The Cambridge Encyclopedia of Darwin and Evolutionary Thought

The Cambridge Encyclopedia of Darwin and Evolutionary Thought

Language: English

Pages: 583

ISBN: 0521195314

Format: PDF / Kindle (mobi) / ePub


This volume is a comprehensive reference work on the life, labors, and influence of the great evolutionist Charles Darwin. With more than sixty essays written by an international group representing the leading scholars in the field, this is the definitive work on Darwin. It covers the background to Darwin's discovery of the theory of evolution through natural selection, the work he produced and his contemporaries' reactions to it, and evaluates his influence on science in the 150 years since the publication of Origin of Species. It also explores the implications of Darwin's discoveries in religion, politics, gender, literature, culture, philosophy, and medicine, critically evaluating Darwin's legacy. Fully illustrated and clearly written, it is suitable for scholars and students as well as the general reader. The wealth of information it provides about the history of evolutionary thought makes it a crucial resource for understanding the controversies that surround evolution today.

 

 

 

 

 

 

 

 

 

 

 

 

 

 

 

 

 

 

Darwin and the Levels of Selection. . . . . . . . . . . . . . . 202 Daniel Deen, Brian Hollis, and Chris Zarpentine 10 Sexual Selection. . . . . . . . . . . . . . . . . . . . . . . . . . . . . . 103 Richard A. Richards 25 Darwin and Religion . . . . . . . . . . . . . . . . . . . . . . . . . . . 211 Mark Pallen and Alison Pearn 11 Darwin and Species. . . . . . . . . . . . . . . . . . . . . . . . . . . 109 James Mallet 26 Darwinism in Britain . . . . . . . . . . . . . . . . . . . . . .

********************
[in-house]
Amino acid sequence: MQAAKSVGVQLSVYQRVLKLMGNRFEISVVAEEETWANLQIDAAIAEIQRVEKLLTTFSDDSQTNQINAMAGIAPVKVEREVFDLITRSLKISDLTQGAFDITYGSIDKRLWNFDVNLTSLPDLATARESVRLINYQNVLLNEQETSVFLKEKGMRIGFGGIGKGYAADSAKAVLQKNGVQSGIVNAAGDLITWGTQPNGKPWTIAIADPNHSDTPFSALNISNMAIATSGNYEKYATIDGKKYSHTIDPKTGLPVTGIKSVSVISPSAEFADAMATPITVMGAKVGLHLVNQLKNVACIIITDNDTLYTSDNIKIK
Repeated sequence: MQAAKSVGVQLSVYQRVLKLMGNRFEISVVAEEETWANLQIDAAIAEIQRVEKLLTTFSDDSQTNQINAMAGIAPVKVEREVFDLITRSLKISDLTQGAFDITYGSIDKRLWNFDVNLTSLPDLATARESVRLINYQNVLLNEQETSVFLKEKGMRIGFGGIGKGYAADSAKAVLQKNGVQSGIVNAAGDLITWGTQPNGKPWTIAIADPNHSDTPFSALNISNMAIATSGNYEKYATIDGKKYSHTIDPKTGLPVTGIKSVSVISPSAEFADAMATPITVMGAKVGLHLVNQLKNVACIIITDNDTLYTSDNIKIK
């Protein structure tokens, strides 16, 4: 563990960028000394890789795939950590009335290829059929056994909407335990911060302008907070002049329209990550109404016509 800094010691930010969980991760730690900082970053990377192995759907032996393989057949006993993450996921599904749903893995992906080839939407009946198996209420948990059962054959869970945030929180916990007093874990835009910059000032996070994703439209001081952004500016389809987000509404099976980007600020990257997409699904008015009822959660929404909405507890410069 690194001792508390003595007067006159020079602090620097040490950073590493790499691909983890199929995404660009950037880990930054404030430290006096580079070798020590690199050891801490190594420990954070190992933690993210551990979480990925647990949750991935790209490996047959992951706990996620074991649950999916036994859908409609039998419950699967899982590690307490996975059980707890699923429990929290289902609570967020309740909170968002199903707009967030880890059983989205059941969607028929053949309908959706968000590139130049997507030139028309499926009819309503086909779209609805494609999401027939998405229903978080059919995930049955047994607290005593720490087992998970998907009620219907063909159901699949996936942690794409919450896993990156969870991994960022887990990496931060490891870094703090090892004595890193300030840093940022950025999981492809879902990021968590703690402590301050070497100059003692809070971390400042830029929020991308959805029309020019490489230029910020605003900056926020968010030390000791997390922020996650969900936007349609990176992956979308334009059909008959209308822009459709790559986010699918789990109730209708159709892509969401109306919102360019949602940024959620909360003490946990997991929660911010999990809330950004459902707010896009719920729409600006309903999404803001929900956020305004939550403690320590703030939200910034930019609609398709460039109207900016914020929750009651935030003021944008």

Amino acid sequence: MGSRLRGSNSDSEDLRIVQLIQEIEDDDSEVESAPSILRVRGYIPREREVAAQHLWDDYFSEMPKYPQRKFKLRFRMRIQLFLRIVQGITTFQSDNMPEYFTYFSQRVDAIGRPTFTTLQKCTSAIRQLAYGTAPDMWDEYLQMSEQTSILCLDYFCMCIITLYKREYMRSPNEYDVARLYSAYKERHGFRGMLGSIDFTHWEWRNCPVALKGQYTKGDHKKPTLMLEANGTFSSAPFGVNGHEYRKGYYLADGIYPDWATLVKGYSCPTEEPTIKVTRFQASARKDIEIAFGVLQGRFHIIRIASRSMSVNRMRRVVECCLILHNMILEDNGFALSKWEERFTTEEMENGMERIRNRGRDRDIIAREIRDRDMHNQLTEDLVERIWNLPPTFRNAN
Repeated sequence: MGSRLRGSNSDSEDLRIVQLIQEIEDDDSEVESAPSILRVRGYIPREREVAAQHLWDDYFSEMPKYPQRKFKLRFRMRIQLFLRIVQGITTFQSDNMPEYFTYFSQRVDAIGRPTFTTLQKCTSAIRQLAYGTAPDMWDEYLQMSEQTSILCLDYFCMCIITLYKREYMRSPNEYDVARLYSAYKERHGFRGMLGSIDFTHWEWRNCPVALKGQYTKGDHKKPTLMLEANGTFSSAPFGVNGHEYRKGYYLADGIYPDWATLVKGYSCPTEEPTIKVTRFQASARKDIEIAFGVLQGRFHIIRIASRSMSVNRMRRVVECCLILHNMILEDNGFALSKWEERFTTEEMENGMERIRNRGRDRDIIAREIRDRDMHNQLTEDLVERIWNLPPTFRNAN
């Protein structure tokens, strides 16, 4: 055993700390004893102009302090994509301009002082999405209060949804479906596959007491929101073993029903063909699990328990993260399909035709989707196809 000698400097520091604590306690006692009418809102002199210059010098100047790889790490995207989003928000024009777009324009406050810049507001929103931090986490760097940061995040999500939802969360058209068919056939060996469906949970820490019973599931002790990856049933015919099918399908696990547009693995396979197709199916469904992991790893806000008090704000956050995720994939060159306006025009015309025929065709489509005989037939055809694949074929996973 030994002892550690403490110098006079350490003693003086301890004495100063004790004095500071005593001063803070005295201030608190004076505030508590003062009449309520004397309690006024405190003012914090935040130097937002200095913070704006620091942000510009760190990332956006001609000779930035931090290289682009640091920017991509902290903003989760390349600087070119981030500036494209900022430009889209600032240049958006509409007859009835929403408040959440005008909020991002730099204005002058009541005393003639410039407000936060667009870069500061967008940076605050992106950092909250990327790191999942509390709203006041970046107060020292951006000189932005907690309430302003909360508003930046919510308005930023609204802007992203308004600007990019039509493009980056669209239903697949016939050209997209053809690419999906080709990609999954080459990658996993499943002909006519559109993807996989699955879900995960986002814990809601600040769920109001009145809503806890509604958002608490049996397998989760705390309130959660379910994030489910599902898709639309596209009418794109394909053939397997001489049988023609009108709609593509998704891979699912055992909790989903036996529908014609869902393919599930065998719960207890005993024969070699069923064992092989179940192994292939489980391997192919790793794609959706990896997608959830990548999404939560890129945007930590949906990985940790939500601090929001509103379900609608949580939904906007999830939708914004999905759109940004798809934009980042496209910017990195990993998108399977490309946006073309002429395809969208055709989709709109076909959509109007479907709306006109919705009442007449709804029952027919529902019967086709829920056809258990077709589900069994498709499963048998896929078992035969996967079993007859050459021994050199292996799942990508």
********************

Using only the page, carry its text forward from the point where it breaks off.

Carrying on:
reproduction brought on by the struggle for existence. It is nice G  11  g Introduction to be able to report that Darwin was very appreciative of this work, even to the extent of finding the major player (Henry Walter Bates) a good job (albeit one that rather took him away from his science). What is rather puzzling is that, although the work found its way into later editions of the Origin, Darwin never moved it quite as much up front and center as one might have expected. This possibly could

life is just how nonemotionally involved he was in religion. He had to think about it quite a bit, both as he was growing up and then when he had his theory, one that so clearly did impinge on religious belief – but he never seems to agonize over it, nor is it an obsession. In this he contrasts strongly not only with his Cambridge teachers, clergymen down the line, but also with his friends. Lyell, who worshiped with the Unitarians for a while, obsessed about the status of humankind. Huxley, who

his ­marriage to his first cousin Emma Wedgwood. Permission: English Heritage The Cambridge Encyclopedia of D a rw i n a n d E vo lu t i o na ry T h o u g h t Gg Edited by Michael Ruse Florida State University cambridge university press Cambridge, New York, Melbourne, Madrid, Cape Town, Singapore, São Paulo, Delhi, Mexico City Cambridge University Press 32 Avenue of the Americas, New York, ny 10013–2473, usa www.cambridge.org Information on this title: www.cambridge.org/9780521195317 ©

ditches, forests, and the like  – and Kettlewell continued the studies of industrial melanism that had so excited nineteenth-century lepidopterists. No less adept than Dobzhansky at finding funds, Ford convinced one of Britain’s largest private research foundations  – the Nuffield Foundation, started by England’s counterpart to the real Henry Ford of Detroit – that insects are great models for humans. For instance, the studies of his group could tell much about the spread and retentions of

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